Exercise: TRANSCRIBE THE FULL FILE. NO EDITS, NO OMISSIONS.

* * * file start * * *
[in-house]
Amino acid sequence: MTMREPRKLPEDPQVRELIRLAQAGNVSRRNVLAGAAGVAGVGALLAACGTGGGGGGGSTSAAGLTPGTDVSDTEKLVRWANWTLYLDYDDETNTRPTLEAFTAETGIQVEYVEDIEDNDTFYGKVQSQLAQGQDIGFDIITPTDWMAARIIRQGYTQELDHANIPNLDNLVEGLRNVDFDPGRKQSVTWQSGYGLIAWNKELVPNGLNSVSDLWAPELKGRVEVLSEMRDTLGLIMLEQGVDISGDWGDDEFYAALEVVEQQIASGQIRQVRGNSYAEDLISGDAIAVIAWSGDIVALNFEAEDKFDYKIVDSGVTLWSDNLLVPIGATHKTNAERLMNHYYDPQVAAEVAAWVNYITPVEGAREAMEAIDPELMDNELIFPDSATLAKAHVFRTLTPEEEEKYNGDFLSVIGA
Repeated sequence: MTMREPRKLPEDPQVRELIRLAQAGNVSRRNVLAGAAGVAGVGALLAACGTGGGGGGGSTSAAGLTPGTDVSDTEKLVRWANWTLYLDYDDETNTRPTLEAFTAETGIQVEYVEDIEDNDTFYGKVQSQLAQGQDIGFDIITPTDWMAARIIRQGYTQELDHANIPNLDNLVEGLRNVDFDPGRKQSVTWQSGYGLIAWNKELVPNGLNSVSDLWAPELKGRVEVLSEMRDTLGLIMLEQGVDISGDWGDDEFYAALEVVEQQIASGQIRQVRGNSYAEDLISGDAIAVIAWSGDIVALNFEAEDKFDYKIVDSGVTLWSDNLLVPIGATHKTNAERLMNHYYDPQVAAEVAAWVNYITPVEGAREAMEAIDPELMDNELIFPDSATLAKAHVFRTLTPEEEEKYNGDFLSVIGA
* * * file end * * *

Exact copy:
[in-house]
Amino acid sequence: MTMREPRKLPEDPQVRELIRLAQAGNVSRRNVLAGAAGVAGVGALLAACGTGGGGGGGSTSAAGLTPGTDVSDTEKLVRWANWTLYLDYDDETNTRPTLEAFTAETGIQVEYVEDIEDNDTFYGKVQSQLAQGQDIGFDIITPTDWMAARIIRQGYTQELDHANIPNLDNLVEGLRNVDFDPGRKQSVTWQSGYGLIAWNKELVPNGLNSVSDLWAPELKGRVEVLSEMRDTLGLIMLEQGVDISGDWGDDEFYAALEVVEQQIASGQIRQVRGNSYAEDLISGDAIAVIAWSGDIVALNFEAEDKFDYKIVDSGVTLWSDNLLVPIGATHKTNAERLMNHYYDPQVAAEVAAWVNYITPVEGAREAMEAIDPELMDNELIFPDSATLAKAHVFRTLTPEEEEKYNGDFLSVIGA
Repeated sequence: MTMREPRKLPEDPQVRELIRLAQAGNVSRRNVLAGAAGVAGVGALLAACGTGGGGGGGSTSAAGLTPGTDVSDTEKLVRWANWTLYLDYDDETNTRPTLEAFTAETGIQVEYVEDIEDNDTFYGKVQSQLAQGQDIGFDIITPTDWMAARIIRQGYTQELDHANIPNLDNLVEGLRNVDFDPGRKQSVTWQSGYGLIAWNKELVPNGLNSVSDLWAPELKGRVEVLSEMRDTLGLIMLEQGVDISGDWGDDEFYAALEVVEQQIASGQIRQVRGNSYAEDLISGDAIAVIAWSGDIVALNFEAEDKFDYKIVDSGVTLWSDNLLVPIGATHKTNAERLMNHYYDPQVAAEVAAWVNYITPVEGAREAMEAIDPELMDNELIFPDSATLAKAHVFRTLTPEEEEKYNGDFLSVIGA